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We ride Orbea’s lighter and racier Orca in the Basque Country

Orbea’s Orca race bike has come a long way since it was first introduced over a decade ago, and a lot has changed even since I last reviewed it in 2014. I recently visited Orbea to take a closer look at the Basque company’s operations and to put the 2017 Orca - which debuted under a cloak of camouflage paint at this year’s Tour de France - through its paces on the very roads it was developed on. 

The Basque company has constantly tweaked and fettled the Orca over the years. It has got lighter, aerodynamics have improved, stiffness has ramped up, but through that process, and especially with this latest generation Orca, it has lost some of the distinctiveness that set the older Orca bikes out from the crowd. 

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That visual change has been a result of the development plan aimed at reducing weight and improving the aerodynamics even further. Revised tube profiles, no much rounder than before, and a reworked carbon fibre layup has netted an 80g saving, with a 53cm frame coming in at a claimed 790g. That quoted weight is for the highest specification OMR (Orbea Monocoque Race) frameset. It uses a higher quantity of high modulus carbon fibre along with a more intensive carbon manufacturing process that reduces the number of carbon layers and the overlap of the different layers. 

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(Beneath this top-end offering is the OMP (Orbea Monocoque Performance) frame and OME (Orbea Monocoque Evolution) frames. They use the previous generation Orca frame design which differs both in shape and geometry, and each uses a lower grade carbon fibre in a less intensive manufacturing.)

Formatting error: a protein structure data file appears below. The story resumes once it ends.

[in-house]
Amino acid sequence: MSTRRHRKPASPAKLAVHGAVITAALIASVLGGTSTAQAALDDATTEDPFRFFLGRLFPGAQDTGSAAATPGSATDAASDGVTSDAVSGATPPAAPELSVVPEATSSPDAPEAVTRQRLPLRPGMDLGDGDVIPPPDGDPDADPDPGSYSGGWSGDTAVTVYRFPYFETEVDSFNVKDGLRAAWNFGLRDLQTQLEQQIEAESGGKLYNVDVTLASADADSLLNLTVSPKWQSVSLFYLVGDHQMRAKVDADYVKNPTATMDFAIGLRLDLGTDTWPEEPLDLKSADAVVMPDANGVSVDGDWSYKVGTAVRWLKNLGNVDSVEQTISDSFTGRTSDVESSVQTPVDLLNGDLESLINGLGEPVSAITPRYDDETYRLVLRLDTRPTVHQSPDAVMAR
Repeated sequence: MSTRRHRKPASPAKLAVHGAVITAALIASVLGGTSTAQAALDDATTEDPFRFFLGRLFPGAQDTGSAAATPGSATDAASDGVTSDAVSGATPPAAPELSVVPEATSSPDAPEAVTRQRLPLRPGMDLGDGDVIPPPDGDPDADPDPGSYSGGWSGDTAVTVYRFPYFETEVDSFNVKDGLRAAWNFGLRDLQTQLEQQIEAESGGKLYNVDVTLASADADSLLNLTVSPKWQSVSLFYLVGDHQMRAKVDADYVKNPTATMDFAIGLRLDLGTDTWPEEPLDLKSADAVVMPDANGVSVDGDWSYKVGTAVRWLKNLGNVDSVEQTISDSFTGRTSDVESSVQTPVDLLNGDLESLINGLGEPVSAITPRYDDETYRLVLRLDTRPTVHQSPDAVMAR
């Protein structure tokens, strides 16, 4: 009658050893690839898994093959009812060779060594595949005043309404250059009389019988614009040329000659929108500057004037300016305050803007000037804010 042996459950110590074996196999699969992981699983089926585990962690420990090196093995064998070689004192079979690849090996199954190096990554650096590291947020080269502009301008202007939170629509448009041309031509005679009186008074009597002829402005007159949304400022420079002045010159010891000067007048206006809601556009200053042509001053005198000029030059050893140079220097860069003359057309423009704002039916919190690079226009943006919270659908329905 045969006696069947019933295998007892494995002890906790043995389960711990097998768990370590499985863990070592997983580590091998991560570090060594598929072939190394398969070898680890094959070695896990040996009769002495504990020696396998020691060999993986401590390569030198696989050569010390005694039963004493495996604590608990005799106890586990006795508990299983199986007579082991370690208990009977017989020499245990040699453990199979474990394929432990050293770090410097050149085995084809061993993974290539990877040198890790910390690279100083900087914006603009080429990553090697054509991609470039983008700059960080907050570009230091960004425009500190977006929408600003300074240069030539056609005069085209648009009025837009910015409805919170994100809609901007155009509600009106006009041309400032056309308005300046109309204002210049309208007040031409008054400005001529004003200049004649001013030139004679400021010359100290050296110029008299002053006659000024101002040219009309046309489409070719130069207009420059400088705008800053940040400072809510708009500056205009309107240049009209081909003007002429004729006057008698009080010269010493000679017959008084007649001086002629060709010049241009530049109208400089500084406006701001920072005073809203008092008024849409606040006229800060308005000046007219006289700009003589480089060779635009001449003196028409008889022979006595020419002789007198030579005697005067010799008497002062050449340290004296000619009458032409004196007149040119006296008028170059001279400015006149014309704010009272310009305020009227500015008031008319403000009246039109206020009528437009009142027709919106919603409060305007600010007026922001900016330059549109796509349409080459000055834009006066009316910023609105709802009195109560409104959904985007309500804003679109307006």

Sticking with the new Orca OMR, alongside the quest to reduce weight has been a clear desire to increase frame stiffness. A BB386 bottom bracket provides a massive area for the oversized down tube and chainstays, which are significantly larger in profile than before, and there’s a 1.5in tapered head tube up front. The seatclamp is now integrated into the top tube. This allows more seatpost to be extended from the frame for a bit of additional compliance. The Orca will now clear 28mm tyres, too, in line with most other new race bikes. 

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The fork is brand new. Called Freeflow, the fork blades bow outwards which both increases the tyre clearance and improves aerodynamics, by reducing turbulent air between the fork and wheel spokes. The new fork is also 5mm shorter, which serves to save a little weight and stiffness has increased over the old fork design.

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Changes you can’t see include a slightly revised geometry. Based on feedback from the Cofidis professional team the company supplies bikes to, Orbea’s designers have tightened up the angles to make the ride more aggressive. The wheelbase is a bit shorter (991m versus 996mm), the head angle steepens to 73-degrees with the fork rake changing from 53mm to 43mm, and while the 168mm head tube is the same, the new fork is 5mm lower.